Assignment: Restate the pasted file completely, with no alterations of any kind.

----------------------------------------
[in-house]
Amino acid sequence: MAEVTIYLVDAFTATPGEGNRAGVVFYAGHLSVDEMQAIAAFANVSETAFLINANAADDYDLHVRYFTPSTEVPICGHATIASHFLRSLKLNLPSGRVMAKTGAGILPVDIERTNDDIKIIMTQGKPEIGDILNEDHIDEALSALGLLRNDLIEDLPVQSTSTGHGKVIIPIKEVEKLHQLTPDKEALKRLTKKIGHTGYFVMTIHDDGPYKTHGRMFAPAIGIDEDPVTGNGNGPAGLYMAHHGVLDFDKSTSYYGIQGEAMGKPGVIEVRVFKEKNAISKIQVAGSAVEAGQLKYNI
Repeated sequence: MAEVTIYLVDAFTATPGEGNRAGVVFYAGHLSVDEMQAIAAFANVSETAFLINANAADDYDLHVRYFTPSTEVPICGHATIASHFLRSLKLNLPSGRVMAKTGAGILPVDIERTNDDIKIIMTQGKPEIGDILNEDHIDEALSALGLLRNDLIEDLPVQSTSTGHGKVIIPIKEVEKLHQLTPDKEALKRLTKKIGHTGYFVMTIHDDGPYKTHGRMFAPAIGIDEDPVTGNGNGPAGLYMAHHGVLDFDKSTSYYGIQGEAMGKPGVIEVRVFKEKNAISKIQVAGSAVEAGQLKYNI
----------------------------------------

[in-house]
Amino acid sequence: MAEVTIYLVDAFTATPGEGNRAGVVFYAGHLSVDEMQAIAAFANVSETAFLINANAADDYDLHVRYFTPSTEVPICGHATIASHFLRSLKLNLPSGRVMAKTGAGILPVDIERTNDDIKIIMTQGKPEIGDILNEDHIDEALSALGLLRNDLIEDLPVQSTSTGHGKVIIPIKEVEKLHQLTPDKEALKRLTKKIGHTGYFVMTIHDDGPYKTHGRMFAPAIGIDEDPVTGNGNGPAGLYMAHHGVLDFDKSTSYYGIQGEAMGKPGVIEVRVFKEKNAISKIQVAGSAVEAGQLKYNI
Repeated sequence: MAEVTIYLVDAFTATPGEGNRAGVVFYAGHLSVDEMQAIAAFANVSETAFLINANAADDYDLHVRYFTPSTEVPICGHATIASHFLRSLKLNLPSGRVMAKTGAGILPVDIERTNDDIKIIMTQGKPEIGDILNEDHIDEALSALGLLRNDLIEDLPVQSTSTGHGKVIIPIKEVEKLHQLTPDKEALKRLTKKIGHTGYFVMTIHDDGPYKTHGRMFAPAIGIDEDPVTGNGNGPAGLYMAHHGVLDFDKSTSYYGIQGEAMGKPGVIEVRVFKEKNAISKIQVAGSAVEAGQLKYNI